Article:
A late work-related appointment forced me to arrive late to the “Choose or Lose” event earlier tonight. Organizer Robert Limon assured me that I didn’t miss anything. Two mayoral candidates were present: Nancy Nadel and Arnie Fields. Also on hand was OUSD board candidate Chris Dobbins, a teacher who started the Green Stampede Homework Club tutoring program. I counted 40-50 attendees, not bad for a nearly impromptu event.
Nadel had the most time at the dais, repeatedly fielding questions about City Hall’s perceived inaction in keeping the A’s. One-by-one, A’s supporters pointed to the team’s legacy and how the A’s are woven into the fabric of the community. Nadel painted herself as “realistic,” replying that the council was looking for either a site that could accomodate both a ballpark and ballpark village housing, or separate sites for each. She also warned finding a site was not easy because of the city’s “built up” nature and the reluctance to use eminent domain. Near the end of her time on stage, she gave a rather ominous statement (paraphrased) to the keep-the-A’s-in-Oakland crowd, “If you polled Oakland residents, you’d find that you’d be in the minority.” This caused a bit a grumbling in the gallery, which gets me wondering – what if Oakland residents were polled? What would the results be?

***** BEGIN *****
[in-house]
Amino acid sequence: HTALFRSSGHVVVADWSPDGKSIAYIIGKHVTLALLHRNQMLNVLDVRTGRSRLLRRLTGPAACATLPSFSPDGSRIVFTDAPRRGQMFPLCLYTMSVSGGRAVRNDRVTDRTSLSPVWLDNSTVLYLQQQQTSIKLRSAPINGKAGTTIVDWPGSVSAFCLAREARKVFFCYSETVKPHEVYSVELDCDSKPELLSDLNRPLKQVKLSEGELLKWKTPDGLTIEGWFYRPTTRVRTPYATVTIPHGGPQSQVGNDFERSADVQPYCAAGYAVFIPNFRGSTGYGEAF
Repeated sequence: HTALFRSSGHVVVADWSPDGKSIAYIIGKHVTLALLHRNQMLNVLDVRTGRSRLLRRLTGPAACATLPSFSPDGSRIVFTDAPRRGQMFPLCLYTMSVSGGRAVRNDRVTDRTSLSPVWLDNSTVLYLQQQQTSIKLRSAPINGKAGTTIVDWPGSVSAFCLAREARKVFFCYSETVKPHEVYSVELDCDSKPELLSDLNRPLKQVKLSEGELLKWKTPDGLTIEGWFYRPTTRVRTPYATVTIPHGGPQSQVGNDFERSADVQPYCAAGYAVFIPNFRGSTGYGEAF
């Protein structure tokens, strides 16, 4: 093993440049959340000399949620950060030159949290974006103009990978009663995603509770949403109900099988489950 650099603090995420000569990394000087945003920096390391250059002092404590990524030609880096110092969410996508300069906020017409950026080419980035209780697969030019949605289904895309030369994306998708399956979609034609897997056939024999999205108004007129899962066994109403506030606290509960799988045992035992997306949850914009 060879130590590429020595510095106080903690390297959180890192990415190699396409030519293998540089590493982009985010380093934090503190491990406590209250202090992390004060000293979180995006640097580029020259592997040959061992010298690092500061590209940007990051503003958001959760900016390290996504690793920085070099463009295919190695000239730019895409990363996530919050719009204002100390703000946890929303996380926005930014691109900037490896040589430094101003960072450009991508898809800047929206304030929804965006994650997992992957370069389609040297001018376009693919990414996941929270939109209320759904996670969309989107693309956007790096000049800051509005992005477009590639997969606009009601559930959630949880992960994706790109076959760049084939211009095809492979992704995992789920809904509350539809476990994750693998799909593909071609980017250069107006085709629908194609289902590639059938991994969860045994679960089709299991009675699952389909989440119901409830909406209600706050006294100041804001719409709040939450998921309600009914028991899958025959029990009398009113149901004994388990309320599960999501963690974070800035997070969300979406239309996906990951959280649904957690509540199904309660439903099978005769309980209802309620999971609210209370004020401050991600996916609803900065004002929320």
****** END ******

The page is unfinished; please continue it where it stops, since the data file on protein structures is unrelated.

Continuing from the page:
Arnie Fields was next, proudly wearing an A’s cap. He supported keeping the A’s at the current Coliseum, with development around it spurred by a shuttle that operated between the BART station and the plaza between the stadium and arena. The shuttle would have its own guideway that would run parallel to the existing BART pedestrian bridge. Golf carts or similar vehicles would operate on this guideway, and it would be run by a community group, ideally including local youths. Fields would also support a waterfront (JLS) ballpark plan.
Two videotaped statements were made by Ron Dellums and Ignacio De La Fuente. Dellums repeated the “Don’t break your pick” quote attributed to Lew Wolff in a previous conversation. He felt that the door an opportunity to keep the A’s was “open, but not wide open.” IDLF slyly said he’s optimistic that the A’s and Oakland can get a deal done “if the A’s are sincere.” Now that’s a qualifier if I’ve ever heard one.
The best ideas seemed to come after the event officially ended, when Limon, several of the bleacher drummers, and other attendees had a little pow-wow to discuss future actions. Another rally-type event is tentatively scheduled for sometime in late June. Ways to raise the movement’s media profile were discussed. The group piled on Nadel. I mentioned the ill-fated Broadway Auto Row proposal. The group’s sense of frustration with local government was palpable. The good thing about all of this is that there is a movement afoot, and that it doesn’t merely consist of putting up banners. It looks like pressure will be applied to pols and local media, though it will take some resourcefulness to come up with concrete plans and proposals. The bittersweet irony of the rally’s location came to me as I left for the BART station. Across Telegraph Avenue sits the old Uptown site, once considered the great hope for an urban ballpark in Oakland.